The trailer looked nice.
That was the problem.
It would have better if it had looked spooky, or ugly or dirty. Because then I would have known better. I'm not like those people you see in the movies who happen upon a creepy looking, dilapated building on some isolated stretch of rural farm land and sweep away cobwebs with a smile and a nod and say "I'll take it!"
Nosiree. That's not me.
So when an abandoned trailer on the property was offered to me as a place to stay this past weekend at our family reunion, my first thought was 'there's no way in hell.'
Actually, those were my first words as well. I mean, not to be rude, but really.
But then I saw the trailer.
It looked nice. Really nice. It didn't look abandoned at all. It was clean, and bright and modern and very spacious, with three bedroom and two bathrooms.
I can stay here, I thought. No problem, I thought.
But then. Oh, but then.
I set up the air mattress in the master bedroom, which my kids mistakenly took for a blow up jumping attraction at a carnival.
I tried to lay down myself (lead by example, the parenting books say), only to have my head jumped on after being declared a horsey, which led to more jumping.
Alex was off the bed, on the bed, off again and now jumping on his grandmothers head who was sleeping a few feet away.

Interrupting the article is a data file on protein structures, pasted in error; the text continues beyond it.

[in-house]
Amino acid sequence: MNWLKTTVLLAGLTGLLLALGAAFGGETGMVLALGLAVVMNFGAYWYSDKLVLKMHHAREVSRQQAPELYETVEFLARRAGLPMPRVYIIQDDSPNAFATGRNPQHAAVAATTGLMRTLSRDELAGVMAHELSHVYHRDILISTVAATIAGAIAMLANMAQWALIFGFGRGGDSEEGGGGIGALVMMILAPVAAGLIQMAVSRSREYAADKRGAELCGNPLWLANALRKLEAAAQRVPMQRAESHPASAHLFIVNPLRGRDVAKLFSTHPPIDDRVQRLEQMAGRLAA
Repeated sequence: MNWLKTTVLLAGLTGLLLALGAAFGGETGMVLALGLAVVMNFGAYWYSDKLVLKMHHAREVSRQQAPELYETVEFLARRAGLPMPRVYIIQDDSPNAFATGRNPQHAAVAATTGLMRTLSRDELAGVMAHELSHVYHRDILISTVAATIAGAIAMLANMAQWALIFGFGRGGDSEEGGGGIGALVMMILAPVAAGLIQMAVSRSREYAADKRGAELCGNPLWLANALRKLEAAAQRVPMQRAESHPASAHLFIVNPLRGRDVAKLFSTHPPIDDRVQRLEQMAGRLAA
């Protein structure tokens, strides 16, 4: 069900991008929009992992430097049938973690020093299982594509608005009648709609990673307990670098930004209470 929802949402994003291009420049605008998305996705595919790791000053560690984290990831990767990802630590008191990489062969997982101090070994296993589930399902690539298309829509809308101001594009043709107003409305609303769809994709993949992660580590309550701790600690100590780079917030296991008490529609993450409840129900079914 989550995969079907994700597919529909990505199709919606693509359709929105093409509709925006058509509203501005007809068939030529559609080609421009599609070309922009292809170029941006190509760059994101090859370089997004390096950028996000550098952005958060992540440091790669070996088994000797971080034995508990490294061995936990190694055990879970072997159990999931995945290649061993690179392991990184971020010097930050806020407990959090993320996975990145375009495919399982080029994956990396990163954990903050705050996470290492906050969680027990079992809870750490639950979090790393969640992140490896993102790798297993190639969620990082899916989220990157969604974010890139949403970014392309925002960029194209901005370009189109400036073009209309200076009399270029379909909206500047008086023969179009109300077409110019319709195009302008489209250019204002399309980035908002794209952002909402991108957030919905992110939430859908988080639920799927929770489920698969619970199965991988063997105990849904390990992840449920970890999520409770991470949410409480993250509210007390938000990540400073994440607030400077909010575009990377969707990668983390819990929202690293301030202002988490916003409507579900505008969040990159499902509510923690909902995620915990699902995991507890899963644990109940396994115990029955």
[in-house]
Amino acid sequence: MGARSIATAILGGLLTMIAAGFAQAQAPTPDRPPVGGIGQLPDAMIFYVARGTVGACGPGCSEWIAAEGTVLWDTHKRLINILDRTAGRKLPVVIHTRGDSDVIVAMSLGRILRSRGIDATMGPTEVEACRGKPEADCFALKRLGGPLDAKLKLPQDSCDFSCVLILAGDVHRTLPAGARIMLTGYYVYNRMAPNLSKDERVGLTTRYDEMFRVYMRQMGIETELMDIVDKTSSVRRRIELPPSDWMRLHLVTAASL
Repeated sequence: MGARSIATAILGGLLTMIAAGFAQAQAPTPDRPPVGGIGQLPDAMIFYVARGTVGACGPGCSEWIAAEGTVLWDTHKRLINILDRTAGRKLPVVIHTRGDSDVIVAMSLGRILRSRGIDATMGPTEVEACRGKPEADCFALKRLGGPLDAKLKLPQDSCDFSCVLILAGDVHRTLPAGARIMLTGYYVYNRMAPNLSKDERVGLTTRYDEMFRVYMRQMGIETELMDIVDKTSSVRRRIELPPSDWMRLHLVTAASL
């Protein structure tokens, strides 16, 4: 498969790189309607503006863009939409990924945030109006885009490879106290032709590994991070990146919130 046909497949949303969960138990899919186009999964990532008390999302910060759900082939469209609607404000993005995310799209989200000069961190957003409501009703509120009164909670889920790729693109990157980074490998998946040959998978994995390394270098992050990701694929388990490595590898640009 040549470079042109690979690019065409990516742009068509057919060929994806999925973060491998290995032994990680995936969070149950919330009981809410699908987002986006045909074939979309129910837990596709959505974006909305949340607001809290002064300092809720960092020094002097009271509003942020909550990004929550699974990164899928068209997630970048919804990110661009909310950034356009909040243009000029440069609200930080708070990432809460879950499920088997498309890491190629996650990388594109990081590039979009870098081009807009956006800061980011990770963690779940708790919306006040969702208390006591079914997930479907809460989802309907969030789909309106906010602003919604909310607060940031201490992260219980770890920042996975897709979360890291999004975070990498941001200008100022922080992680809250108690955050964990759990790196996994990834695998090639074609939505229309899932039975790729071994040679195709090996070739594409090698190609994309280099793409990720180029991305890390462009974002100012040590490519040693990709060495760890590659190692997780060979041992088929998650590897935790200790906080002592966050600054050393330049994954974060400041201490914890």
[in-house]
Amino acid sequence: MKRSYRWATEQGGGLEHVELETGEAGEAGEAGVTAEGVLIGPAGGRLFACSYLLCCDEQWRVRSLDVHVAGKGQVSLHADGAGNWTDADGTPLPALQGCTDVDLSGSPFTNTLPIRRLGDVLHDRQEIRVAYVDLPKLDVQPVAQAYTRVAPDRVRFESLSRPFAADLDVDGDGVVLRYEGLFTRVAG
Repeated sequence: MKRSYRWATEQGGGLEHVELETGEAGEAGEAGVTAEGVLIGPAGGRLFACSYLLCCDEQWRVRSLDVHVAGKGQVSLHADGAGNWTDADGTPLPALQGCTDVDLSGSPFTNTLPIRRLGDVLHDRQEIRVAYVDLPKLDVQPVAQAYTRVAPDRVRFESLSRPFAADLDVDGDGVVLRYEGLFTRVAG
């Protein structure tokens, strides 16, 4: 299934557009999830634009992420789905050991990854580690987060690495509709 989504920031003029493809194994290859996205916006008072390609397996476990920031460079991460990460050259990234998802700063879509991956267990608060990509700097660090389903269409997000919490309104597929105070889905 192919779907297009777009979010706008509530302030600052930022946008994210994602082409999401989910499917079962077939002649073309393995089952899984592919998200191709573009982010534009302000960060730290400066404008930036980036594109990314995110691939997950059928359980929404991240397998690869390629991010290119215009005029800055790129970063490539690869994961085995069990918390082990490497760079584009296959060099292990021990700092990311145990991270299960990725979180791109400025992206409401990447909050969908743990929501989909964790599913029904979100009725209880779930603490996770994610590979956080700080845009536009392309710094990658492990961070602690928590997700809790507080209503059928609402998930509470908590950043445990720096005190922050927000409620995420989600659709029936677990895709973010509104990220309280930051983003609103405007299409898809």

I tried to ignore him, to which he responded with an increasingly urgent shout "I need you. I NEED YOU."
I tried to threaten him with everything I could think of, but I had limited options. Time out. But then he called my bluff.
"Do you want a time out?"
"OK," he replied.
Shit. Outsmarted by a two year old.
Where would I put him for time out? What could I do?
Back to square one.
Finally, desperately, I threatened him with 'Shadow', the Rottweiler he had been afraid of earlier.
"Shhh. Quiet. Shadows out there. Don't let him hear us or he'll come in here and get us."
"Shadow?" he asked in a soft voice.
"Shadow. He's really bad and mean. Just go to sleep so he won't get us."
It was a really low point, parenting wise, to be threatening my kids with Rottweiler attacks, but it did work. Finally, the kids were silent.
I tried to fall asleep, but couldn't. The air mattress was losing air fast. The kids were crowding me out. The room was hot. There were dogs baying in the background (Shadow??)
I crept out into the living room, realizing too late that there was no for me to run, to turn.
The other two bedrooms were occupied.
The living room was barren of furniture, offering up only an unyielding floor. I had invested all of my blankets and pillows in the air mattress, which was a sinking ship by now.
Reluctantly, I laid on the floor, propping my head on a sweater. I imagined all kinds of scurrying sounds.
At least, I think it was my imagination.
Anyways, I was happy to see daybreak.
"Never Again," my sister in law and I vowed to each other when we met up in the kitchen, both of us with bloodshot eyes and frazzled hair.
Anyways. At least our husbands got a good rest.
That's the main thing.